New Year’s Resolution: Limitation of Liquidation Loss Relief
By Carijn Franssen, EJP Accountants & Adviseurs
Every year, on 01 January, the Dutch government implements changes in its tax law, as announced on Budget Day. For 2021, one of these changes is limitation of liquidation loss relief. Please find below the most important adjustments to the liquidation loss relief regulations.
The Parent-Subsidiary Directive is implemented in Dutch tax legislation. Therefore, in general, the results of subsidiaries are exempt from Dutch corporate income tax at its parent company (“ParentCo”). Consequently, neither are the profits of subsidiaries taxable, nor are losses tax deductible at ParentCo.
An exception to this main rule is the relief of liquidation losses: Dutch tax legislation allows ParentCo to deduct these losses from its own taxable amount. From a Dutch tax perspective, there is a liquidation loss in case the sacrificed amount for a subsidiary exceeds the liquidation surplus.
Up to 31 December 2020, there were some limitations for deducting liquidation losses, with a main limitation in the rule that the former business activities of the subsidiary may not be continued in the group of ParentCo. As of 01 January 2021, the Dutch government made some amendments in the liquidation loss relief regulations by adding additional limitations. As of this date, it is only possible to claim a liquidation loss if the liquidation is completed within three years after the business activities of the liquidated subsidiary have been ceased.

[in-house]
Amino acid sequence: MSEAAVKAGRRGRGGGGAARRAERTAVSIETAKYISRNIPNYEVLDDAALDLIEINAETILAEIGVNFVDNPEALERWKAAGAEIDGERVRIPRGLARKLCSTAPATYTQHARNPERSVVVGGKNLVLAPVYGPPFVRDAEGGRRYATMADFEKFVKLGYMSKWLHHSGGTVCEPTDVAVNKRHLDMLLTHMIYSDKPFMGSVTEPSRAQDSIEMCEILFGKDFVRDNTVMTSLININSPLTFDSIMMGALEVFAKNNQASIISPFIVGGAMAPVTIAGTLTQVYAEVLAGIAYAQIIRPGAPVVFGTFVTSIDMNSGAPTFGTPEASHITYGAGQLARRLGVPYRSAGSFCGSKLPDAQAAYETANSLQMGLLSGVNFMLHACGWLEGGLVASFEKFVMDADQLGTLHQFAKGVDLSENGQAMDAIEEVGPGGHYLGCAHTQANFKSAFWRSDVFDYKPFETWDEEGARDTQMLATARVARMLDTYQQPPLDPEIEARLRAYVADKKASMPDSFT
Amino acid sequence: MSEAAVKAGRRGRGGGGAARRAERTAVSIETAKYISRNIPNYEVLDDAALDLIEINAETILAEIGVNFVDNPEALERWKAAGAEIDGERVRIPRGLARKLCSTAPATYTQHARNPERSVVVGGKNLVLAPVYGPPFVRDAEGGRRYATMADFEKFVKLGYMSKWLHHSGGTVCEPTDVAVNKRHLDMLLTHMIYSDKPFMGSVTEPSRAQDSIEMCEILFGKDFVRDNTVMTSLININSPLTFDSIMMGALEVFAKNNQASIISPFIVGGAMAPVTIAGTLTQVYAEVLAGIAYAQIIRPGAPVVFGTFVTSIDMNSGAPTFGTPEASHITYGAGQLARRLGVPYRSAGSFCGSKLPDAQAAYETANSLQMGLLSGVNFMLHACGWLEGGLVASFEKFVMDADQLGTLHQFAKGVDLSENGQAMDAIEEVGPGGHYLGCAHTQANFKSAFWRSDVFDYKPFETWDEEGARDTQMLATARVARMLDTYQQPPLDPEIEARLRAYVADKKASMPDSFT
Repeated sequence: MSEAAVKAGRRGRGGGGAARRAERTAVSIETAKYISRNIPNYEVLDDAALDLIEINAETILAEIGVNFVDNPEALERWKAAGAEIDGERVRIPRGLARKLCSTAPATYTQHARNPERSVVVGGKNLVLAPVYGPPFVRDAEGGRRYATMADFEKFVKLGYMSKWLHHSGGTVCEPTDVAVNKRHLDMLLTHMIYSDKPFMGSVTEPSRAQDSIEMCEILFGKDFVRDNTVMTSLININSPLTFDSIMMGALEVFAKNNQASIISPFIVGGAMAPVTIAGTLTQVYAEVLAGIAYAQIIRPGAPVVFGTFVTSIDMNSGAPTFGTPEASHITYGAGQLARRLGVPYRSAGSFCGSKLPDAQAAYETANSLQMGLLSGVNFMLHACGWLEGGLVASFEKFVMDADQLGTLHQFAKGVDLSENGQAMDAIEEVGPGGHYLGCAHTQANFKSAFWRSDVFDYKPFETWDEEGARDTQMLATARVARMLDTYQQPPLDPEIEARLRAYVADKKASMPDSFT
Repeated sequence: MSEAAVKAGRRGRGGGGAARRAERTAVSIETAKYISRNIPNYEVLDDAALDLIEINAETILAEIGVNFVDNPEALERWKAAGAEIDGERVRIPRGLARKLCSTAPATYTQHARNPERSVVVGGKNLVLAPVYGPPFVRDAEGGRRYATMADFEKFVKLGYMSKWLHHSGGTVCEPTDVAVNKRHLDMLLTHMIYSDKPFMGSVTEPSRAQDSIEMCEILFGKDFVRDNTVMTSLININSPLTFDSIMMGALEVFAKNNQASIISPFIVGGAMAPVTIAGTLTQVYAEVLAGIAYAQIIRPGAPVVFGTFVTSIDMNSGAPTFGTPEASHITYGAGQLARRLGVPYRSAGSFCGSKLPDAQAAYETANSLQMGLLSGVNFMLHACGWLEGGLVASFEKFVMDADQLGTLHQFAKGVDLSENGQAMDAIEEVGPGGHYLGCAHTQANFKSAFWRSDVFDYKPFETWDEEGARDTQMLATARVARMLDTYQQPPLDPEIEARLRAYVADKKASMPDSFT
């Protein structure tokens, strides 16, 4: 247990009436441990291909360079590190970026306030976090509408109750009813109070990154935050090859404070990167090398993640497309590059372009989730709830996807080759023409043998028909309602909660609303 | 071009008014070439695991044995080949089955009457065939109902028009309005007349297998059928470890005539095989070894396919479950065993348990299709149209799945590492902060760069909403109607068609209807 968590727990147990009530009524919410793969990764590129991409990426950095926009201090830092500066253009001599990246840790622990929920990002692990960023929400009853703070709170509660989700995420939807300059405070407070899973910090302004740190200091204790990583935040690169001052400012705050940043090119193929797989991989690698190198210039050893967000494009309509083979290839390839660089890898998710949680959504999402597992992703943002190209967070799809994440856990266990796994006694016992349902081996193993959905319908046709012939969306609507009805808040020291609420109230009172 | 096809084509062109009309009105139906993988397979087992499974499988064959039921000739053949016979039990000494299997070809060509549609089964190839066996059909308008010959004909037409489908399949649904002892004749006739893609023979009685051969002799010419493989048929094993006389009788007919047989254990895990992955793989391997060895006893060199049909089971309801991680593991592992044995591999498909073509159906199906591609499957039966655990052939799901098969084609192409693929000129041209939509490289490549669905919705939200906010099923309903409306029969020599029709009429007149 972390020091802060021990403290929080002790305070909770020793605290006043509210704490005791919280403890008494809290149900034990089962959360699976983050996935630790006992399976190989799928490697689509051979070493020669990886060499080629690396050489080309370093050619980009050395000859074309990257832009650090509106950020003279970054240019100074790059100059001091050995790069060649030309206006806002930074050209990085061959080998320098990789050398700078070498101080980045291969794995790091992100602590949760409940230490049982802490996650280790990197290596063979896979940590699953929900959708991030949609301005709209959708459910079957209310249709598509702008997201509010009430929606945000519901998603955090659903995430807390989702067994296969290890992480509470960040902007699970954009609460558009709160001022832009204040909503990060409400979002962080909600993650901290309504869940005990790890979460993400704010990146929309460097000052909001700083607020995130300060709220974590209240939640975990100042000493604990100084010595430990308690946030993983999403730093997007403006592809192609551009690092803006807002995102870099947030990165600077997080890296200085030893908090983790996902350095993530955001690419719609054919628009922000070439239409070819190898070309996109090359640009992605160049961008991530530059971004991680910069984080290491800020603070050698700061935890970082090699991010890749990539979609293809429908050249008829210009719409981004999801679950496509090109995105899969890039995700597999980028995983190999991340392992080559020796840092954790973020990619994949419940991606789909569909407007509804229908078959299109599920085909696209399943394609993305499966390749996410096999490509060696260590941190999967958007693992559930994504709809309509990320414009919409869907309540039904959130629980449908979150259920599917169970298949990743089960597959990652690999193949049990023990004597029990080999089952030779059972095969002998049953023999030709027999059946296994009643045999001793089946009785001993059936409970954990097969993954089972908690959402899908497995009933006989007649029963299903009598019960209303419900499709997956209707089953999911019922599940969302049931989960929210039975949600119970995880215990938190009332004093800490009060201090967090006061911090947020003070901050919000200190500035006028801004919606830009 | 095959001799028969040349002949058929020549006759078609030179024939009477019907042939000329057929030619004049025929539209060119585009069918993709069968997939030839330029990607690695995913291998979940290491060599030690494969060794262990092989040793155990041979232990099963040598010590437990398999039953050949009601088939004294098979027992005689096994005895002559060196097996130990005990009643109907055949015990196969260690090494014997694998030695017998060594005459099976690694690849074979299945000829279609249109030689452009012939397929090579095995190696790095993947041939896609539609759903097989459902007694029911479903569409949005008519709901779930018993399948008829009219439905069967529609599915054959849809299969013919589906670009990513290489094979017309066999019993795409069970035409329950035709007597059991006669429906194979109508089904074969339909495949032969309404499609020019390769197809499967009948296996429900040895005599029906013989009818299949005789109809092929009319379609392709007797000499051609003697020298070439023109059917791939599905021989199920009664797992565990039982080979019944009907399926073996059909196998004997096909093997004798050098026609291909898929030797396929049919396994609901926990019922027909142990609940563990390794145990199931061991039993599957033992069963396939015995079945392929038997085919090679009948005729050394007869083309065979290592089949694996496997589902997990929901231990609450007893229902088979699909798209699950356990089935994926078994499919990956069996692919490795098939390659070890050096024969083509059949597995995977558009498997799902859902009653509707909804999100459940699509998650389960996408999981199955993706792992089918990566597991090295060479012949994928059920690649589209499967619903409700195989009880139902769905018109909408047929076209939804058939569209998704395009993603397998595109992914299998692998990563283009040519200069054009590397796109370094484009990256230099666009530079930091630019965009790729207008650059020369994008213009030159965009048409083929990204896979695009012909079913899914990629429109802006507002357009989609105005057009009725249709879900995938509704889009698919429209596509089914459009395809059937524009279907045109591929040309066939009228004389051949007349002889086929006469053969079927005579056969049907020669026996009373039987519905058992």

For liquidation losses exceeding EUR 5,000,000, three additional requirements are applicable:
1. Quantitative requirement
ParentCo must have decisive influence over the liquidated subsidiary. Usually this means that at least 50% of the shares are held by ParentCo.
2. Territorial requirement
In order to qualify, the liquidated subsidiary should be located in the Netherlands, the EU, the EER and third countries who have a qualifying Association Agreement with the EU.
3. Temporal requirement
The shares of the subsidiary must be held for at least five consecutive years, directly before the liquidation of the company.
Implementation of the abovementioned requirements can lead to situations where, in fact, a liquidation loss cannot be effectuated.
Long story short: if you have a Dutch (intermediate) holding company, and you intend to liquidate your subsidiary, please be aware of the limitations of the Dutch liquidation loss relief regulations.
Carijn FranssenGGI member firm
EJP Accountants & Adviseurs
Auditing & Accounting, Corporate Finance, Tax
‘s-Hertogenbosch, The Netherlands
T: +31 73 850 72 80
EJP Accountants & Adviseurs are auditors, advisers, and challengers. Their 40 auditors and international tax lawyers have a wide range of expertise. Their main fields of expertise are Dutch corporate and personal income tax, international taxation, Dutch royalty, interest and dividend withholding tax, estate planning, and wage tax. They have an AFM license to perform audits for the larger midsize companies.
Carijn Franssen completed her master’s degree in tax economics at Tilburg University in 2014 and has been part of the EJP team since 2020. She has gained experience in the SME practice and, as an all-round tax specialist, focuses on tax advice for the director/major shareholder in the broadest sense of the word.
Published: International Taxation Newsletter, No. 14, Spring 2021 l Photo: Celli07 - stock.adobe.com